The Justice for Boo Committee formed in 1995 as Justice for Candice (Rough Surface), another area victim of racist violence. Rough Surface was an 18 year old Lakota girl who disappeared without trace from the Standing Rock Reservation in 1980. Her remains were discovered fifteen years later in the Cheyenne River. Shortly thereafter arrests were made when a woman came forward and told police her estranged husband and his friend were the killers. The two white men, James Stroh and Nick Scherr, were convicted but given what many in the Native community saw as light sentences. Scherr, the trigger man, was given thirty years but could be freed as early as 2010. Stroh, the accomplice, could be released in 2003. Taken Alive and her committee don't believe Walworth County State's Attorney Dan Todd pursued the charges against the teens with enough vigor. Their appeals for an investigation of the county's justice system have produced another disappointment. David Heller, senior supervisor for the FBI in South Dakota, said the FBI has agreed to come in to look at the possibility of filing civil rights charges against the teens, but they will not investigate Dan Todd or the Mobridge Police Department.
"If the FBI is going to reopen that case I just hope they investigate and prosecute with as much zeal as if a white person had been killed," said Taken Alive. "Hopefully the world will see South Dakota for what it really is - the shrine of hypocrisy." On Octoober 14, 1999, over one hundred people, including 40 Native American youths, gathered outside the Roberts County Courthouse to protest yet another. Inside the courthouse the confessed killer of Justine Red Day was being tried not for the death, but for driving under the influence of alcohol. Red Day, a 21 year old Dakota, was walking along a highway in Roberts County South Dakota near the Sisseton Reservation in Northeast South Dakota. He was struck by white motorist Mark Appel, then 17. According to Shirley Duggan of the Dakota Justice Coalition, Appel was unsure of what he had hit so he backed up to check it out. Appel again ran over Red Day, crushing his ribs. With help from his five passengers, Appel put Red Day in the back of his pickup. They drove the still living victim for what may have been several hours before delivering him to the Sisseton Public Health Hospital, where he died. Appel was sentenced to thirty days in jail and a $330 fine. "$330! That's all an Indian life is worth in South Dakota?"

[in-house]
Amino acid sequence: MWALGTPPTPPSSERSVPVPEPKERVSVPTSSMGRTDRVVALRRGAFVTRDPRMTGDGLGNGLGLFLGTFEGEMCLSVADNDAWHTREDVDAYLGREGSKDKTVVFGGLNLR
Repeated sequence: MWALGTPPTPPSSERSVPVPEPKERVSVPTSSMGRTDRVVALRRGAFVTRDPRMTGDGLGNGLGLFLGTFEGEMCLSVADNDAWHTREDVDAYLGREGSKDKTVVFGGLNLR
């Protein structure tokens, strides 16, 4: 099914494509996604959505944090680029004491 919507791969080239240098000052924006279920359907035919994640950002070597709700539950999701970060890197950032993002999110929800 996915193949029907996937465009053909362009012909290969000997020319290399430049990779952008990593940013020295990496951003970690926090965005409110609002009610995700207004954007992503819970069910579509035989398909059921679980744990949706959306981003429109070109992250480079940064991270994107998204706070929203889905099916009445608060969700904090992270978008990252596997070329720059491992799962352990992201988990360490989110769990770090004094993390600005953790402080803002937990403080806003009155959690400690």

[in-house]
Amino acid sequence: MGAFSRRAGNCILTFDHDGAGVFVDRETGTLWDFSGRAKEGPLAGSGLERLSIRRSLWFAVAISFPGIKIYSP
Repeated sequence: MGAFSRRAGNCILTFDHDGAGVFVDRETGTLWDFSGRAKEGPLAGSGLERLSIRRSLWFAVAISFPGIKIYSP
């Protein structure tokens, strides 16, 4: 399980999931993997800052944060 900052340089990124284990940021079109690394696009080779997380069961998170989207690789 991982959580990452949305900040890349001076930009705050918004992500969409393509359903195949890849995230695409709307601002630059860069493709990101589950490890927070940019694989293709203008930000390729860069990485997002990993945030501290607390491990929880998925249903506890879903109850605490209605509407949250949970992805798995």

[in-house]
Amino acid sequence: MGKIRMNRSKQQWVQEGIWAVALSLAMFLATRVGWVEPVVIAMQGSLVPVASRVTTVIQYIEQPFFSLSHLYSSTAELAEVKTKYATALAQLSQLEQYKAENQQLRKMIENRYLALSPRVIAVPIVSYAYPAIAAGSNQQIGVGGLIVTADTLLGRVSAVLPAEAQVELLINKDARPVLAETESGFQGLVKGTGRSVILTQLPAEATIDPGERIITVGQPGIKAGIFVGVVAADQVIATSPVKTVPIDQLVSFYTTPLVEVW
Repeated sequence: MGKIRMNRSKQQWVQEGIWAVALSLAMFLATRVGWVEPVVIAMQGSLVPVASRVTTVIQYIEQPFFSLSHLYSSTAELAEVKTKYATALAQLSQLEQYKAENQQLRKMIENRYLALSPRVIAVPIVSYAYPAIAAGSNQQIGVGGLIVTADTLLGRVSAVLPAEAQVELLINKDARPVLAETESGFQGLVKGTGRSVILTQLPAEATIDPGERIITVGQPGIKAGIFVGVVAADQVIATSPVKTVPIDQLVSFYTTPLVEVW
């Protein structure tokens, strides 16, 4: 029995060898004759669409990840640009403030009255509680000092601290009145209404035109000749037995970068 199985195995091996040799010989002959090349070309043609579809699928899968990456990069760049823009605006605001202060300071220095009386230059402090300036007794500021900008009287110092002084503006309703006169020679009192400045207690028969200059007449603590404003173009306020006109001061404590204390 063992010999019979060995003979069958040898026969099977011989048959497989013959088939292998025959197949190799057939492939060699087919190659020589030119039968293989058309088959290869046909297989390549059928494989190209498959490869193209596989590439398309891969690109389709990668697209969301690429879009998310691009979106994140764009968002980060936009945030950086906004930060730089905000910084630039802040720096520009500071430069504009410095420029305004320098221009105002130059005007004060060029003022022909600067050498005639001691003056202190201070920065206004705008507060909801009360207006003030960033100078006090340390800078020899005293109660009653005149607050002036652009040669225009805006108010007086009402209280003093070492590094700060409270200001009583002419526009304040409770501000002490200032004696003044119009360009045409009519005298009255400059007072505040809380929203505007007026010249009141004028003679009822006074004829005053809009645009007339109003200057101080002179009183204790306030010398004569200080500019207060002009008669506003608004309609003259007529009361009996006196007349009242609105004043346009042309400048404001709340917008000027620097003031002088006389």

Duggan said there's a racist conspiracy operating in the Roberts County legal system. "We have different sentencing guideline for Indians and non-Indians." Last summer a Dakota woman named Melanie Seaboy collided with a white motorist in an intersection while he was on his way to work. Instead of being charged with DUI, as was Appel, a non-Indian, she was sentenced to fourteen years in prison. "I'm afraid of this racist town," said Duggan. "This is Mississippi Burning all over again."
The state of insecurity that currently exists in South Dakota has been exacerbated by Governor Bill Janklow, a self-proclaimed Indian fighter in the tradition of Custer. In the early 1970s, when he was attorney general, Janklow began making inflammatory remarks that sparked racial tension between Indians and non-Indians. "The only way to deal with the Indian problem in South Dakota is to put a gun to AIM leaders' heads and pull the trigger," he said in 1974.